Donation Comes Full Circle for Tissue Recipient Turned Doctor  |  September 2, 2015

2As a soccer player for the University of Illinois, Rachel constantly pushed herself. Being active was crucial to her lifestyle both on and off the soccer field. She was also passionate about medicine, but didn’t know yet that she would eventually be on both sides of the operating table.

After a partial lateral meniscus tear put her on the sidelines, she underwent an arthroscopic partial lateral meniscectomy. She returned to soccer and her pre-injury level of play until she tore her remaining meniscus.

Her pain subsided after an arthroscopic procedure to have the non-viable tissue removed, but then her knee issues returned.

Being unable to remain physically fit, or lead an active lifestyle, became a huge problem for me,” she said. “As sports and fitness, particularly soccer, were such huge components of my life, I was extremely frustrated with my knee.”

When Rachel met with Dr. Brian Cole of Rush University Medical Center, she learned she was a candidate for a meniscus transplant. Since donor meniscus tissue is matched to the recipient by size, she was placed on a waiting list. Three weeks before starting medical school, she received her match.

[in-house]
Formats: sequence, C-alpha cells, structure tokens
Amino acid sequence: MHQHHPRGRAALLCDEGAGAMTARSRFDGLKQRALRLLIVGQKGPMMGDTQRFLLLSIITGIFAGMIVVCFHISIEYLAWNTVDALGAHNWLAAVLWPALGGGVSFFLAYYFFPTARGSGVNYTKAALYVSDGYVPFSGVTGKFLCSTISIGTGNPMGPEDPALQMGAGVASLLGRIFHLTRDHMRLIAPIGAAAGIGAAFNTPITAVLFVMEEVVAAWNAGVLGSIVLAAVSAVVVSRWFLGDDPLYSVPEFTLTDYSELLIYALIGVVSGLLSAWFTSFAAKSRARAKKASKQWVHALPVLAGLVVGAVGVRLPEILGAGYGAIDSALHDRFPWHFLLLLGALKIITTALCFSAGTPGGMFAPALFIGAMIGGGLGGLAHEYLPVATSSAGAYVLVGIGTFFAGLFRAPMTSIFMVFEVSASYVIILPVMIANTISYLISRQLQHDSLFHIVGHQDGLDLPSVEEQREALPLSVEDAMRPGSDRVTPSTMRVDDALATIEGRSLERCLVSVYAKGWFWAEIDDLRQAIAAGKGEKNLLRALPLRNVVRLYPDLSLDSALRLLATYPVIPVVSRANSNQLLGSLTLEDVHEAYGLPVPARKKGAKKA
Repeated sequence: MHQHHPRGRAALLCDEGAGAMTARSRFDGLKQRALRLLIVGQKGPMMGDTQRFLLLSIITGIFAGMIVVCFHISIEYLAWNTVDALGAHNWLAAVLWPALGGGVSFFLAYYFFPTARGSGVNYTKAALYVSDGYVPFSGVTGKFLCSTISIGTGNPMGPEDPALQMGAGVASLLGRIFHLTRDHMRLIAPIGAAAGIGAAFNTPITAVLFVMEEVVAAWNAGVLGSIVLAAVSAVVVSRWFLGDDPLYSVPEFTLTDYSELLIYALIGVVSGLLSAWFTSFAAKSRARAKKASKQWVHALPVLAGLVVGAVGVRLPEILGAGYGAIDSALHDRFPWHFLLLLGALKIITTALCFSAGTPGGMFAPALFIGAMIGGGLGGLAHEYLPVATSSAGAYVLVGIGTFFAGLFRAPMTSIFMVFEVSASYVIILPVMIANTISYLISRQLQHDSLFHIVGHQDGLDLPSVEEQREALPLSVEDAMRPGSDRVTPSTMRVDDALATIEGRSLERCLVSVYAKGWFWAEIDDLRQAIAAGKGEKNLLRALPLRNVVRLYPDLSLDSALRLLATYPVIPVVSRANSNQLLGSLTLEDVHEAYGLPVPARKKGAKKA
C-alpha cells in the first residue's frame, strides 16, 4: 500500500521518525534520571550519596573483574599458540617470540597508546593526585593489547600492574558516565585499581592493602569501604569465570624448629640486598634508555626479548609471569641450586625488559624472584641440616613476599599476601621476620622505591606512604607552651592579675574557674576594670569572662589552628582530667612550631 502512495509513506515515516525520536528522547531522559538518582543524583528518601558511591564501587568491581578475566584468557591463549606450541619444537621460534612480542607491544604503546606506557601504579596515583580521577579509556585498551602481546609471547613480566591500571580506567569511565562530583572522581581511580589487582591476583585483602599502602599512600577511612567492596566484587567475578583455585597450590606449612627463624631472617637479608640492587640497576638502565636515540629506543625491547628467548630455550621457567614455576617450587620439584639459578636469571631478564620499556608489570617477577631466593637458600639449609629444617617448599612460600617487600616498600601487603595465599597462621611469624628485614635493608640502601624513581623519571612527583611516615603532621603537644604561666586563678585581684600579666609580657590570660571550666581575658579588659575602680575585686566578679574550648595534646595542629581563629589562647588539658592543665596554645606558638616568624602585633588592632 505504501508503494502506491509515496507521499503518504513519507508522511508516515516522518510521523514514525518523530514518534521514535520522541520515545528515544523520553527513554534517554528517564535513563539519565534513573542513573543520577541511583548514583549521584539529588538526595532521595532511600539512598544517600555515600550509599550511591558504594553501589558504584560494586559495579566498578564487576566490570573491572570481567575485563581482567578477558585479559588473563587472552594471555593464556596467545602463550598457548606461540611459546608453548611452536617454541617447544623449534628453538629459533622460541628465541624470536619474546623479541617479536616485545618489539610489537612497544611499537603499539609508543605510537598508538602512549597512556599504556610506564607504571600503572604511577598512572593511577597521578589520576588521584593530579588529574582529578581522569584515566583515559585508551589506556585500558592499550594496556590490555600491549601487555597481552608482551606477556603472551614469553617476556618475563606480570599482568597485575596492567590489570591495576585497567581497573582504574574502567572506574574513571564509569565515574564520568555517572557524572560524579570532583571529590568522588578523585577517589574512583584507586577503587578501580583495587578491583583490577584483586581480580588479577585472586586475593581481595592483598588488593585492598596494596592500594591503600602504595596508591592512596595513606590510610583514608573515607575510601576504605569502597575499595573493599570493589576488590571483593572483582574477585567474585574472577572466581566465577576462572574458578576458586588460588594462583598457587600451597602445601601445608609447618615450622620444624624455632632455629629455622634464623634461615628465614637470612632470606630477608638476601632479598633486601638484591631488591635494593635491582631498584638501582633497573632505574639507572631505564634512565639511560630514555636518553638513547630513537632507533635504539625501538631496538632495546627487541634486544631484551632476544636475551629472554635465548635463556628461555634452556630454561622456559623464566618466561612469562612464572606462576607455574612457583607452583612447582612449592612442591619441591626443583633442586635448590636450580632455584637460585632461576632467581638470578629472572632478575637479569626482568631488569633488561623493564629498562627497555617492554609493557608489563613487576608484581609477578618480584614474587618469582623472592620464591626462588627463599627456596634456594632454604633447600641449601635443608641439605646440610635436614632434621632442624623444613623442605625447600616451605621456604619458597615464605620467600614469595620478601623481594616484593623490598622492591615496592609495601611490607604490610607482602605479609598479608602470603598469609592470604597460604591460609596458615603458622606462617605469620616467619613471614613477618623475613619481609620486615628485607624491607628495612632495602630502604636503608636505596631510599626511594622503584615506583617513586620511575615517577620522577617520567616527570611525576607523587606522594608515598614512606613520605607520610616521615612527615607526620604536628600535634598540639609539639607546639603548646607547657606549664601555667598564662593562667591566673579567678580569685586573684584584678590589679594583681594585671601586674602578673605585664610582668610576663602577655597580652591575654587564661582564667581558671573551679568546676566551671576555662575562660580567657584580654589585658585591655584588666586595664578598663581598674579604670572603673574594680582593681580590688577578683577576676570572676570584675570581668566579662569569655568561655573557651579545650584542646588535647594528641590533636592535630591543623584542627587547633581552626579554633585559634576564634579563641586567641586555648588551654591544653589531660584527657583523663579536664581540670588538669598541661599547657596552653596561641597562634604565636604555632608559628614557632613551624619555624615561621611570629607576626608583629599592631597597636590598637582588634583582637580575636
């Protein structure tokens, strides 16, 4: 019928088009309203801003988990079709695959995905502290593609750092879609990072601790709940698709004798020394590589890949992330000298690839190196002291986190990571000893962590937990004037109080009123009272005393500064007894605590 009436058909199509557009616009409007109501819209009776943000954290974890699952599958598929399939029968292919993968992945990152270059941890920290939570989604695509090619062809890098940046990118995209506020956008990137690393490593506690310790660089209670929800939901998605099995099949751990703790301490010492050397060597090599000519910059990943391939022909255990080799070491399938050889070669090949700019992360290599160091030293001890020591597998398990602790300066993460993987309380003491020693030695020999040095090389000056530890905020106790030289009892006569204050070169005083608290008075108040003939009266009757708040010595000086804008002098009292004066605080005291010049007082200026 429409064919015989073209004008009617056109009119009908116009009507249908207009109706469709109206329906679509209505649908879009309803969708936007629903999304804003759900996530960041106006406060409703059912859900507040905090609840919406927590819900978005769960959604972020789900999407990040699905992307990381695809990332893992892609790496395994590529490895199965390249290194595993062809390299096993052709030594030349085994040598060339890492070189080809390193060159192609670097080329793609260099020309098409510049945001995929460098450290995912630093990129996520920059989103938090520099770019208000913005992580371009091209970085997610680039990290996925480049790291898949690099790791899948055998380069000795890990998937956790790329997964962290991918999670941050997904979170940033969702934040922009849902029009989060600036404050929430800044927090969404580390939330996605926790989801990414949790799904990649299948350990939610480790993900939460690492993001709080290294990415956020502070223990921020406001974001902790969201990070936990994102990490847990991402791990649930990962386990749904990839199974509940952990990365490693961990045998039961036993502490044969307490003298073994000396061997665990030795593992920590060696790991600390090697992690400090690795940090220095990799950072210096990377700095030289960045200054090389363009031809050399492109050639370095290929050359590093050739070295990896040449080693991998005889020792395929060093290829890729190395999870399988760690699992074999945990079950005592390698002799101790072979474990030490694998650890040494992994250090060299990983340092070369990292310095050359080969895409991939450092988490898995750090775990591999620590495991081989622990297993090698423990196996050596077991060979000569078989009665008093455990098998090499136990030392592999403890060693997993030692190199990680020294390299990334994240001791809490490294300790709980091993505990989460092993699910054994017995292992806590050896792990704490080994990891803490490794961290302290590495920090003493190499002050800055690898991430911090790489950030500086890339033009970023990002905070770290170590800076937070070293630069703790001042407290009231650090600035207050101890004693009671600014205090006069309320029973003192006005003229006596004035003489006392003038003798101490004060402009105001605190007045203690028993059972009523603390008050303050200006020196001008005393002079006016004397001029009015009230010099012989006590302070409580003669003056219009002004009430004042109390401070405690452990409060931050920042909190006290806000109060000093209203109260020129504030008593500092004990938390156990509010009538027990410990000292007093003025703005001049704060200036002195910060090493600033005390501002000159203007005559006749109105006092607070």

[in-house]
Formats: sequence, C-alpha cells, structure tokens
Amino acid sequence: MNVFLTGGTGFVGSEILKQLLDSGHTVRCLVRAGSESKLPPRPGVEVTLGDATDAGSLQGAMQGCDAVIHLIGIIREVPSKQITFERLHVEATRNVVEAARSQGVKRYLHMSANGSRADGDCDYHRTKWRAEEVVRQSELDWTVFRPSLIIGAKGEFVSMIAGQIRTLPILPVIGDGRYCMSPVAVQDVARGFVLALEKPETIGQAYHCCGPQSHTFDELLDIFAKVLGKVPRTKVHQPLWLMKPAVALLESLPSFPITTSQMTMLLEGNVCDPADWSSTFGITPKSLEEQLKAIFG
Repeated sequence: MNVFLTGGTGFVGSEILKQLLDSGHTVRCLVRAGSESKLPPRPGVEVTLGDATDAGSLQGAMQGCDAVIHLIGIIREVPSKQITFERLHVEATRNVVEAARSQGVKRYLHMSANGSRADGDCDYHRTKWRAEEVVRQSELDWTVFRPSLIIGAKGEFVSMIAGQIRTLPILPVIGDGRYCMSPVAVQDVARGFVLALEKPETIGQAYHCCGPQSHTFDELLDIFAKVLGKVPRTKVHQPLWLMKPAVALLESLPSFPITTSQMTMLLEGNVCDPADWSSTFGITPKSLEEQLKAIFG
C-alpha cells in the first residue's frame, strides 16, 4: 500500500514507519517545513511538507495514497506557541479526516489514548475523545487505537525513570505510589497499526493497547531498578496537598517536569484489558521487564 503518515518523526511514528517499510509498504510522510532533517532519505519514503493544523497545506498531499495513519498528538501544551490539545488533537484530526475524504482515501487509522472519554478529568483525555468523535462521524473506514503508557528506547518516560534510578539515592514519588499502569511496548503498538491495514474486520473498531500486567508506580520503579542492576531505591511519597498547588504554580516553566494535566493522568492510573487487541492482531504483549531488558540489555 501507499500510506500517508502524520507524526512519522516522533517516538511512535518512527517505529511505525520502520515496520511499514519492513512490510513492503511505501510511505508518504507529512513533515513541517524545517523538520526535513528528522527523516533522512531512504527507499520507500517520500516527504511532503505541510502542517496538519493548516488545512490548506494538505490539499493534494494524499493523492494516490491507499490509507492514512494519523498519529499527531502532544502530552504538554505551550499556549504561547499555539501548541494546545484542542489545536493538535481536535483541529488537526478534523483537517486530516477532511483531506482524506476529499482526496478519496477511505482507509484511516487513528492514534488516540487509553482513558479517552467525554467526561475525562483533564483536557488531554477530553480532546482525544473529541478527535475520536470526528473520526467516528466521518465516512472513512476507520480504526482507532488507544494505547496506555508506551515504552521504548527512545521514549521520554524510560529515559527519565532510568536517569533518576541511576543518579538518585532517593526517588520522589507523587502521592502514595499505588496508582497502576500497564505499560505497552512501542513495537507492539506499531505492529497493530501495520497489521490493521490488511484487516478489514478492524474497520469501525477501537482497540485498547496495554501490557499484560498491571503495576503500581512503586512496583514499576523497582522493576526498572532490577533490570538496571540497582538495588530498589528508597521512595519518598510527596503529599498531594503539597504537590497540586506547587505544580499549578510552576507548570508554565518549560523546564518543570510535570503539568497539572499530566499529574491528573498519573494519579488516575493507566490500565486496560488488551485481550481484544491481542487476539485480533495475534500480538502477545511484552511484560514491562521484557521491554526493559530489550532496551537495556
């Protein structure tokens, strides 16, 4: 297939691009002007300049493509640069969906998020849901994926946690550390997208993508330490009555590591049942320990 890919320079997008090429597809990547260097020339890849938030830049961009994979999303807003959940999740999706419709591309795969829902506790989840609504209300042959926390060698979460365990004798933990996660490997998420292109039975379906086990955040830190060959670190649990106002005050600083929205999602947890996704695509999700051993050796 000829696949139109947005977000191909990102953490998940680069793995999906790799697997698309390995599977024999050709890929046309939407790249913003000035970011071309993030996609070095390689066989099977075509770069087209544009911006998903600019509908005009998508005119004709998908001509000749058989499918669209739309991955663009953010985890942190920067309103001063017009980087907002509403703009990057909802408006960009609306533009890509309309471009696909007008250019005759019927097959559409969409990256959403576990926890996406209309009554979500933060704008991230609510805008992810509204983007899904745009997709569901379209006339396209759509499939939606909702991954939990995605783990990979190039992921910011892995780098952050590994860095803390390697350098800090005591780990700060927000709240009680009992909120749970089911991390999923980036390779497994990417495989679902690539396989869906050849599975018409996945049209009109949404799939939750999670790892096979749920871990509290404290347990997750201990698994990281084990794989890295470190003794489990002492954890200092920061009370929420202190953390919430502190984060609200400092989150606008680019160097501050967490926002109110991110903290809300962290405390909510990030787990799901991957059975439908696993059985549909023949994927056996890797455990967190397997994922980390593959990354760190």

In addition to balancing her recovery and a strict physical therapy regimen, Rachel focused on medical school. She also began running again and completed the Chicago Triathlon in 2008.

Throughout the course of medical school, Rachel’s experience with allograft transplantation stayed with her and would eventually help shape the course of her career.